U.S. Supreme Court Febre v. United States, 396 U.S. 1225 (1969)
Febre v. United States
Decided September 10, 1969
396 U.S. 1225
ON APPLICATION FOR BAIL PENDING APPEAL
Application for bail pending appeal from conviction held in abeyance and matter remanded to Circuit Court Judge. The District Court denied bail without making the written explanation mandated by Fed.Rule App.Proc. 9(b), and it does not appear why the Court of Appeal did not remand the matter to the District Court for compliance with the Rule as it had done in case of a codefendant's similar bail application.
Memorandum of MR. JUSTICE HARLAN, Circuit Justice.
This is an application for bail pending applicant's appeal to the Court of Appeals from a narcotics conviction.
The Government, while not contending that the appeal is frivolous or taken for purposes of delay, seeks to support the lower court's denial of bail on the score that it was found that applicant, if released on bail, would present a danger to the community, and further that he was a poor bail risk. See 18 U.S.C. § 3148; Fed.Rule Crim.Proc. 46(a)(2).
My difficulty with this position is twofold: first, so far as the papers reveal, the District Court in denying bail did not "state in writing the reasons" for its action, as required by Fed.Rule App.Proc. 9(b). Second, it does not appear why the matter was not remanded to the District Court for compliance with Rule 9(b), as the Court of Appeals had done in the case of an earlier similar bail application by a codefendant, and neither Judge Smith nor Judge Anderson, on reapplication, otherwise explained his refusal to disturb the District Court's determination. With no record of the proceedings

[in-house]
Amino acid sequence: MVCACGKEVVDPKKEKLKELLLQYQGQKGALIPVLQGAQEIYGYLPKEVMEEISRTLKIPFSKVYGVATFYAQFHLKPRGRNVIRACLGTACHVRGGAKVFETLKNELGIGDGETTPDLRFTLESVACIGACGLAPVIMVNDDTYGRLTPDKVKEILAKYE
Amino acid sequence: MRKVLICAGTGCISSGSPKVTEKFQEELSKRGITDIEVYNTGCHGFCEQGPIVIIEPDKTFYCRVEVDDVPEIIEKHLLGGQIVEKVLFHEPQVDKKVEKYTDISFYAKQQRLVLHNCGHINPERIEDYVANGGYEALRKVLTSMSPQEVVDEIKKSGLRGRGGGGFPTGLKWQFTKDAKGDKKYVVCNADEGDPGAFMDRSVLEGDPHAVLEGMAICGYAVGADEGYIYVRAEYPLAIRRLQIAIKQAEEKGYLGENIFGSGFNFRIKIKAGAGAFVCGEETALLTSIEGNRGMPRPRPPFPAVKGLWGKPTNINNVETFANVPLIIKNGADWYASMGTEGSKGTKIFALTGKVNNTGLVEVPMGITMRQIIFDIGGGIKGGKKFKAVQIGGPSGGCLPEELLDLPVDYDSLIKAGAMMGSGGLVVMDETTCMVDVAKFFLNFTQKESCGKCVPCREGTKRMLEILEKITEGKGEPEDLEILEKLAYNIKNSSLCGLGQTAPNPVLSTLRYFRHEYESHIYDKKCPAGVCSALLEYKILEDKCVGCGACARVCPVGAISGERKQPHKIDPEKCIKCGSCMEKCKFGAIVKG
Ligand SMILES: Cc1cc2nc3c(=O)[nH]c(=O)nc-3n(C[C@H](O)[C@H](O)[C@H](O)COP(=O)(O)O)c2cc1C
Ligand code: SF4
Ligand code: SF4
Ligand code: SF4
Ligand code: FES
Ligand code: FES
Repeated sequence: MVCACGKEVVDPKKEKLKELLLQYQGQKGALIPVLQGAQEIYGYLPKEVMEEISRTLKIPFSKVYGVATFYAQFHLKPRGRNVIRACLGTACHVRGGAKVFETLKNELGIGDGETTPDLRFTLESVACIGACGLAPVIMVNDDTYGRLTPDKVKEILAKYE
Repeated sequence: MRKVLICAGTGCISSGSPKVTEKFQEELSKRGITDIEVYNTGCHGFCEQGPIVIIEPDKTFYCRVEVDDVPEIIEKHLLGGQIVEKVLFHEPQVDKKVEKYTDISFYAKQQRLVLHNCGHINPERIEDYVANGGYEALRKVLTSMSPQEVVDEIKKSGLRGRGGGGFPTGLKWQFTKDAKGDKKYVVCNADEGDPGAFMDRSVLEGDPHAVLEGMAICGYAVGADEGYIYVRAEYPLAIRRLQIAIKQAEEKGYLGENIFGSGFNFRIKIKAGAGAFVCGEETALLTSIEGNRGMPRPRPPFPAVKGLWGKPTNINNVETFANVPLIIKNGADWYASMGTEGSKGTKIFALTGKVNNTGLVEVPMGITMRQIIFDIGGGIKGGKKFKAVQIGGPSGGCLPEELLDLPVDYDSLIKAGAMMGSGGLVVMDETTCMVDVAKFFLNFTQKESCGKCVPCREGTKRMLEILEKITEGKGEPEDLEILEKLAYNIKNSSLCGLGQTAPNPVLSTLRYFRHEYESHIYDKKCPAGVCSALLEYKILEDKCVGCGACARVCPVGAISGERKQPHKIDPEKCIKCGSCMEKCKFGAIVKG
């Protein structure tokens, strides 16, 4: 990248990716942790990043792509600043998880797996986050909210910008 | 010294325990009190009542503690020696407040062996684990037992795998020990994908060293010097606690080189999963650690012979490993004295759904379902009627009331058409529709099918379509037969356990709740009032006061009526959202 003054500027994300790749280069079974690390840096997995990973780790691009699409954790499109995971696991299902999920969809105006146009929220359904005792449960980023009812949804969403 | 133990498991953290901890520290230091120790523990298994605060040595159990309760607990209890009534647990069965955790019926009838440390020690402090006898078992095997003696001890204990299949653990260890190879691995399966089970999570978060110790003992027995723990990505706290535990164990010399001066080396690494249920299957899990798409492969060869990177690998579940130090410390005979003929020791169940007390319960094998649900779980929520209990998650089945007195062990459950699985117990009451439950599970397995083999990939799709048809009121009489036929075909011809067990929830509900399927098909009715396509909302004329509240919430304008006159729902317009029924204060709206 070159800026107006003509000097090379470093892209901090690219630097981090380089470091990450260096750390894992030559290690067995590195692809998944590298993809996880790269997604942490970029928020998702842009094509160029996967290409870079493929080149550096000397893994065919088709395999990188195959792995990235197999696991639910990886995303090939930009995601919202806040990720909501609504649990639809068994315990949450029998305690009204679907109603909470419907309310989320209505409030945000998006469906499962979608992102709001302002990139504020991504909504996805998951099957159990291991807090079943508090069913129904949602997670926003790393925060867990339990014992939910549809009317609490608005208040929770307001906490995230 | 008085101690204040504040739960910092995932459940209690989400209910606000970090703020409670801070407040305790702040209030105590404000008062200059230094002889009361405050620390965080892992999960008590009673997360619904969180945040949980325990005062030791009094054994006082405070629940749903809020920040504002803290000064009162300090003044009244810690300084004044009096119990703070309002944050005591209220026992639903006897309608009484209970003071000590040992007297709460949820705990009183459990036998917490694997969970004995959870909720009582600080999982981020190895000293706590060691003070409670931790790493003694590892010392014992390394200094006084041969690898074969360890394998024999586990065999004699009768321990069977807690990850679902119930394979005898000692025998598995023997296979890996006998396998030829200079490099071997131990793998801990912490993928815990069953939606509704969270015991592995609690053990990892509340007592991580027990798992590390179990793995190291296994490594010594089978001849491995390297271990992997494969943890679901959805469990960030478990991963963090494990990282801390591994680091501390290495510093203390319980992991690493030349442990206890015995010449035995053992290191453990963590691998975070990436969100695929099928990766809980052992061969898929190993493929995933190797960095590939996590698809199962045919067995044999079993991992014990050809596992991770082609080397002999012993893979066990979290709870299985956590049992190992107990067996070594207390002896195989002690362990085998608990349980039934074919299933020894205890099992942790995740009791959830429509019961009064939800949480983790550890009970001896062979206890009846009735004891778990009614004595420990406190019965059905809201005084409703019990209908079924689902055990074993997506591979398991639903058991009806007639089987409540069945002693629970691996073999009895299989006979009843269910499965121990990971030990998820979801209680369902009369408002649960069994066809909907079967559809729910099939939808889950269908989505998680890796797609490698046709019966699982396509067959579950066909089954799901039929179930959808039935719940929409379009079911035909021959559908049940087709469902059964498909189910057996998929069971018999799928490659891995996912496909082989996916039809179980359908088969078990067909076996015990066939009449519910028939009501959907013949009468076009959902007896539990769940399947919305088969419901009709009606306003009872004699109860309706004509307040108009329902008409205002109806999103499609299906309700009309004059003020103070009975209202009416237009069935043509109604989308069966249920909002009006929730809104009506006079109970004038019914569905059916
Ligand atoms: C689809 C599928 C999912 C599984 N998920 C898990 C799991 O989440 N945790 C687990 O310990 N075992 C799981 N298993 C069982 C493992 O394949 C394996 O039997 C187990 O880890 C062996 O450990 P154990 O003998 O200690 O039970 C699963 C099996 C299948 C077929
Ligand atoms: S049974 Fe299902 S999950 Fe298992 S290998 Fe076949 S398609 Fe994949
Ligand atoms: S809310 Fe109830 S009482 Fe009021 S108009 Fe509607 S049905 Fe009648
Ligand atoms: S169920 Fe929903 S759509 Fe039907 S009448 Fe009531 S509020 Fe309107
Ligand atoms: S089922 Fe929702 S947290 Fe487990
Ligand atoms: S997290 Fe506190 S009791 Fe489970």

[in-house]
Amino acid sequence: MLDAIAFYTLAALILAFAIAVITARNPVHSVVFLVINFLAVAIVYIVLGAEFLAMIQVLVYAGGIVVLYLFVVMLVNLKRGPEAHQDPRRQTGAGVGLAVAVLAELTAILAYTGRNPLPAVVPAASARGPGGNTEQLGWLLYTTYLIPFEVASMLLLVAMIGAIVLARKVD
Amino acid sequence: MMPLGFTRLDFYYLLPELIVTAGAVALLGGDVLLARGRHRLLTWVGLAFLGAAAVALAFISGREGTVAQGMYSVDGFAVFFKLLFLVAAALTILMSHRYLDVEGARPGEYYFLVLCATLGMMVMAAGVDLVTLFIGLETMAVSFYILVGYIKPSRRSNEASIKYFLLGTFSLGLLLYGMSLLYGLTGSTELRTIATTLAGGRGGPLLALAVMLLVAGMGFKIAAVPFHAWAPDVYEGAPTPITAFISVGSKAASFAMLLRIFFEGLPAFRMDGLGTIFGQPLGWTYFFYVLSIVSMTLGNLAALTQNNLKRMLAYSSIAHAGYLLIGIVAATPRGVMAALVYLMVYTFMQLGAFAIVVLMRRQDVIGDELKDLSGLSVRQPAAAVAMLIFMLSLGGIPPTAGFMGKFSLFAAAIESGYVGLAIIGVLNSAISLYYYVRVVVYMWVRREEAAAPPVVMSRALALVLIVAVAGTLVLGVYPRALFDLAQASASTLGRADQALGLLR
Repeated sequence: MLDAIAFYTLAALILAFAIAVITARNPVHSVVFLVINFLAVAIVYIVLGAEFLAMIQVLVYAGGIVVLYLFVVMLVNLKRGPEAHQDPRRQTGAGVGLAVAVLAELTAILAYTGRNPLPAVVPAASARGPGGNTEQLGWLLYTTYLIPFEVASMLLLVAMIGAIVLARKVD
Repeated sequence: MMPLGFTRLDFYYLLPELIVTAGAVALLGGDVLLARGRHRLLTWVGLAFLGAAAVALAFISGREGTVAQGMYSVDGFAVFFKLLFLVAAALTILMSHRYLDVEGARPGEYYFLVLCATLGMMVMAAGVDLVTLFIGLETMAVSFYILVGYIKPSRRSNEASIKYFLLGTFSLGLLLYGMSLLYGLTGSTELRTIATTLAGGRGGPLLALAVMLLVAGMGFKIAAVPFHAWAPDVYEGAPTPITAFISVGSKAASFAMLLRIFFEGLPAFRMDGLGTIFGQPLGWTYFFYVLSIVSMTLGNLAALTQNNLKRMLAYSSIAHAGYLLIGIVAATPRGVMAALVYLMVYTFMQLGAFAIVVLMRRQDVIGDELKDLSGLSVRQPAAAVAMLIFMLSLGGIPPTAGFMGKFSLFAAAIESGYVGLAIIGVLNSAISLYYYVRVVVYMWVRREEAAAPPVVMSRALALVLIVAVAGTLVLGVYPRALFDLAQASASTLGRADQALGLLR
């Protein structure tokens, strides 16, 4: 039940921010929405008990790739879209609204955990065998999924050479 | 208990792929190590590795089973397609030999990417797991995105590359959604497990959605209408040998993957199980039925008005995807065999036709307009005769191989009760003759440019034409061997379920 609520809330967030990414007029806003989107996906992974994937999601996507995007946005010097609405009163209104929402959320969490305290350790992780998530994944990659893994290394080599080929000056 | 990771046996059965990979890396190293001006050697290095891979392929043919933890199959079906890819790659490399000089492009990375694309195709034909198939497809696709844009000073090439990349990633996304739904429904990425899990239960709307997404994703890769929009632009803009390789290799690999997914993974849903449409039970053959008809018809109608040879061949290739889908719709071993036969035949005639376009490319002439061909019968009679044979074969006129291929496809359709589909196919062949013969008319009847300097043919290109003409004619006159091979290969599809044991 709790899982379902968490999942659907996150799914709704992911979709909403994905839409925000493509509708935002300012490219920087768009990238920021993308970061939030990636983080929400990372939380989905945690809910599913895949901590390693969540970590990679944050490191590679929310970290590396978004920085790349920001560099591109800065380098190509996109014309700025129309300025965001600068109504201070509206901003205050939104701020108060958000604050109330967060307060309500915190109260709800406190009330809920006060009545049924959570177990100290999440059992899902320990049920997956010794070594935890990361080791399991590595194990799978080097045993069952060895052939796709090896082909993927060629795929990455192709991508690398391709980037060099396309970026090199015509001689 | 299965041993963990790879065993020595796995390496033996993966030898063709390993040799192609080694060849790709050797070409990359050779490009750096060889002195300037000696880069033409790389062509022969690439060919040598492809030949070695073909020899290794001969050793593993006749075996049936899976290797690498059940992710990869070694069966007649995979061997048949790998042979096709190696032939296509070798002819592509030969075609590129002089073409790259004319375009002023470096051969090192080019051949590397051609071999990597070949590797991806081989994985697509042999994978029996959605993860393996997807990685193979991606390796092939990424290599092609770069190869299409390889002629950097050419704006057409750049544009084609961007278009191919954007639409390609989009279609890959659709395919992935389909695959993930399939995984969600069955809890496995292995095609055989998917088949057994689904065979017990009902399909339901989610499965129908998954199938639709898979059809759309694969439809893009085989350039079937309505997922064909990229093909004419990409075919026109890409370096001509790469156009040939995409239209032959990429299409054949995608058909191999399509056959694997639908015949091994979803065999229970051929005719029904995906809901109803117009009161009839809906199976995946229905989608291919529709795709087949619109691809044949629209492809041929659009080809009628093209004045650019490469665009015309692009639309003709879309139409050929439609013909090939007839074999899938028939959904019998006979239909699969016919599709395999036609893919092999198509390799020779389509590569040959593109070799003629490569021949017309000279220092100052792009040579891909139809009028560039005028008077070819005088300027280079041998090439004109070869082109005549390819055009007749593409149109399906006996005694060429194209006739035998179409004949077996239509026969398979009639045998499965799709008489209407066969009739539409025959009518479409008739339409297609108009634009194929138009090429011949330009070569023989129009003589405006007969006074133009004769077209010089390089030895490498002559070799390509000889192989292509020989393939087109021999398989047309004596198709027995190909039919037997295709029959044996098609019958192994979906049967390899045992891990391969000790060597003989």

below before me, I cannot assume, as the Government would have me do, that either Judge Smith or Judge Anderson regarded the District Court' findings on remand respecting the codefendant as equally applicable to this applicant.
While I have always been particularly reluctant to interfere with a denial of bail below pending appeal to the Court of Appeal, I do not think that I should act in this instance without more light from the lower courts. I shall therefore remand the matter to Judge Smith or Judge Anderson, as the case may be, for appropriate explication, meanwhile holding this application in abeyance.